Does the idea of deleting your old content make you a little nervous? I totally get it. For a lot of us, the idea of parting with our old content is tough. Learn a quick process for how you can easily decide whether to keep an old blog post or to let it go.
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Last week we talked about performing a content audit for your food blog. Inevitably what will happen after you do that is you’ll have a load of blog posts that you aren’t sure what to do with.
I’ve found it’s a lot easier to quickly see which posts need sprucing up or a full redo, but there is always a handful that you’re left to decide what to do. Do you delete those old blog posts, leave them on your site, or redirect them elsewhere?
Here are the steps to take to decide what to do with old content.
Step One: Review the traffic
- has there been any ever
- has there been any in the last 3 months
- check to make sure it’s not seasonal
- where is the traffic coming from
The first thing that you want to figure out is has there ever been traffic to this blog post?
This is important to figure out for a couple of reasons. First, you don’t want to delete something that is getting traffic and then is going to create a bunch of 404 pages on your website.
Second, if you find that there was traffic in the past, but not now, something might have happened to the blog post and its rankings in the past. This could be an opportunity to update the blog post.
Check to see if there has been traffic in the last 3 months or so. This will help you see the opportunity to optimize further.
See if the blog post is seasonal and based on traffic patterns.
Finally, see where the traffic is coming from so that you can understand if the post is worth keeping or deleting.
Step Two: Research Keywords
We’re going to approach researching your keywords for an older blog post in a couple of different ways. First, we’re going to look into Google Search Console to see what the post is currently ranking for now. This will help us to see what keywords are driving traffic now.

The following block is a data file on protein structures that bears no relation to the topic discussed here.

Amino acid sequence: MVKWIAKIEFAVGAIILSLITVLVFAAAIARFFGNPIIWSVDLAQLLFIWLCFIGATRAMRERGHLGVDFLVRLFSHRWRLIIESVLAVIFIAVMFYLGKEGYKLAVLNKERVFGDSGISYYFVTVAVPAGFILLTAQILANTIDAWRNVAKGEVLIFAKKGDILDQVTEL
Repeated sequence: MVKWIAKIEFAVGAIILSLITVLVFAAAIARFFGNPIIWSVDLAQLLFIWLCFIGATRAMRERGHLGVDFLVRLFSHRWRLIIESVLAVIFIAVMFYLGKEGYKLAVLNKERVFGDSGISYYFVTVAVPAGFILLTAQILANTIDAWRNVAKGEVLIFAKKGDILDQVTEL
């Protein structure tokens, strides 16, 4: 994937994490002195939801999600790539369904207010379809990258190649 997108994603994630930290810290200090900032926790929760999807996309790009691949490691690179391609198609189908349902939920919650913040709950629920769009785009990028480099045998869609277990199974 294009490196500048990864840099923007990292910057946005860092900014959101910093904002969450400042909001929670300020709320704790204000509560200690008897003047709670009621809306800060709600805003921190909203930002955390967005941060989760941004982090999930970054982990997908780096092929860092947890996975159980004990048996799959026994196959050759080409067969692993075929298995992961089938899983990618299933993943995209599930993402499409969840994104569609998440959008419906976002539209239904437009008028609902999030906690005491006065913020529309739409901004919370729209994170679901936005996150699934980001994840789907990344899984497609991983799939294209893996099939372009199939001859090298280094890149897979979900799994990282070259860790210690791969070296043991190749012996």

Looking at Google Search Console can also tell you queries that are getting high impressions but not clicks which can help you tweak your title or description to encourage more clicks.
- look into Google Search Console to see what the post is ranking for
- if it’s a very low volume keyword, you want to search for a better one
- if there is not a better one, move to step 3!
Step Three: Think about your audience
This is something that is easy to do when you know your audience and have clarity about your brand. You might have some blog posts that aren’t searched for often, but they are really helpful for your audience.
These resource posts may not be great for your NEW traffic from organic search, but they are great for your existing audience. You may choose to promote these on your email list or social media instead of worrying about bringing in organic traffic to this post.
Step Four: Choose what to do
Now you’ll choose what to do with your content. You may choose to delete posts, archive them or update them.
There is a process for how to properly delete content, so make sure to follow that!
Delete the post
First, make sure that you are not linking to a post you plan to delete. You can use a tool like Clariti to check this. Remove any links to the blog post you want to delete before deleting.
If you have a relevant post you can redirect this post to, do that. Otherwise, let it be a 404.
Another option is to no-index the blog post. This tells Google to essentially ignore the blog post. You still want to be sure not to link to that blog post from other content.
Archive the post
This is a different bucket where you choose to leave the blog post alone and mentally check it off your list. You aren’t going to delete it or update it later, it’s just going to stay as is.
Update the blog post
With posts that have potential, you want to work on updating these in the future!
Related episode: How to Do A Content Audit